Kiwis side to sign code of conduct on drug use
Kiwi rugby league players will be required to sign a code of conduct before this year's Anzac test allowing them to be tested for prescription drug abuse, and penalised if caught out.
This comes as the NRL yesterday announced it would be testing all players for the presence of sleeping pills and sedatives, including the much maligned sleeping aid Stilnox.
It follows allegations of prescription drug abuse by some Kiwi's players at last year's world cup and a subsequent review.
The move by New Zealand Rugby League (NZRL) to include the tests in the code of conduct for test players puts them at the forefront of dealing with an issue which has been plaguing rugby league.
Warriors' doctor John Mayhew told ABC TV this week he believed, having spoken with players and medical staff from other clubs, that "cocktailing" where prescription drugs were mixed with energy drinks was widespread.
"Basically they get a high and it doesn't contravene any of the existing drug testing protocols," Mayhew told ABC.
NRL chief operating officer Jim Doyle, the former head of the NZRL, said test results from NRL players this year would be used to assess if there was a problem. The tests would come as part of routine urine tests for illicit drug use.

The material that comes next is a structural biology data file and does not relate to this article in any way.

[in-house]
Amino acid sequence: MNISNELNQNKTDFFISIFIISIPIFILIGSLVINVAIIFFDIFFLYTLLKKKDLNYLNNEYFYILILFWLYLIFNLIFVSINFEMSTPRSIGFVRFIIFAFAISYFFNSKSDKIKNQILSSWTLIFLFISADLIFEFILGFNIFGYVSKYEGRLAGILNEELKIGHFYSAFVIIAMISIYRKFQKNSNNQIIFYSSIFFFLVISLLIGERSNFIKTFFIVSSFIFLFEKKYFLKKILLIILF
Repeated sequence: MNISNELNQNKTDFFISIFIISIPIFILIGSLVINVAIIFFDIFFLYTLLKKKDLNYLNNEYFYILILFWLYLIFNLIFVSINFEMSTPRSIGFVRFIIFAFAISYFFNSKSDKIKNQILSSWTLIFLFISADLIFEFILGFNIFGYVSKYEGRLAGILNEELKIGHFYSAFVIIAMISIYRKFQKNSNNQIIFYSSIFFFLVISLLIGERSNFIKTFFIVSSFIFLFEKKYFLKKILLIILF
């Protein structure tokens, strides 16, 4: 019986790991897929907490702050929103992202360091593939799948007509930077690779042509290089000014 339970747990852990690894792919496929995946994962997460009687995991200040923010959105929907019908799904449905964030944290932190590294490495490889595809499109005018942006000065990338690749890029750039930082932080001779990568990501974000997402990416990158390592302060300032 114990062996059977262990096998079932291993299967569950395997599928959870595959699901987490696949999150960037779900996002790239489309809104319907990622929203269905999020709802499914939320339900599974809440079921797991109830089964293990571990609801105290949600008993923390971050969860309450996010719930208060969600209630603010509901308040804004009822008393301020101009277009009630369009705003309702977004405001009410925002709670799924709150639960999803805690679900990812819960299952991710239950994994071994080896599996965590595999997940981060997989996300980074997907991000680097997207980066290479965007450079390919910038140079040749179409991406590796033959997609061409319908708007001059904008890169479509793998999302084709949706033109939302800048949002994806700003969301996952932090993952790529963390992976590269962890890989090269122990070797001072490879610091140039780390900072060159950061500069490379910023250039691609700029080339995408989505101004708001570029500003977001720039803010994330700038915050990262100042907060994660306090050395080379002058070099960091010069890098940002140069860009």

"We want to find out if we do have a problem with prescription drugs in rugby league because, at present, there is only anecdotal evidence.
"By the end of the year we will know if prescription drugs are being abused in our game and we can take steps to remedy the problem.
"If there is a problem the NRL may decide to impose sanctions for the abuse of prescription drugs." Doyle said the NRL would intervene to assist and counsel anyone recording a positive test for prescription drugs this year.
"We want to convince anyone who abuses these drugs that it is a dangerous practice and assist them to stop."
Tony Iro, the NZRL's high performance manager, said players consulted about the change to the code of conduct had been "nothing but positive".
Iro said the move by the NRL was a positive step and gave the NZRL stance, which was reached earlier this year, "a bit of a tick".
He said there had been a number of legal issues to work through but the tests were put in place to safeguard the health and safety of players.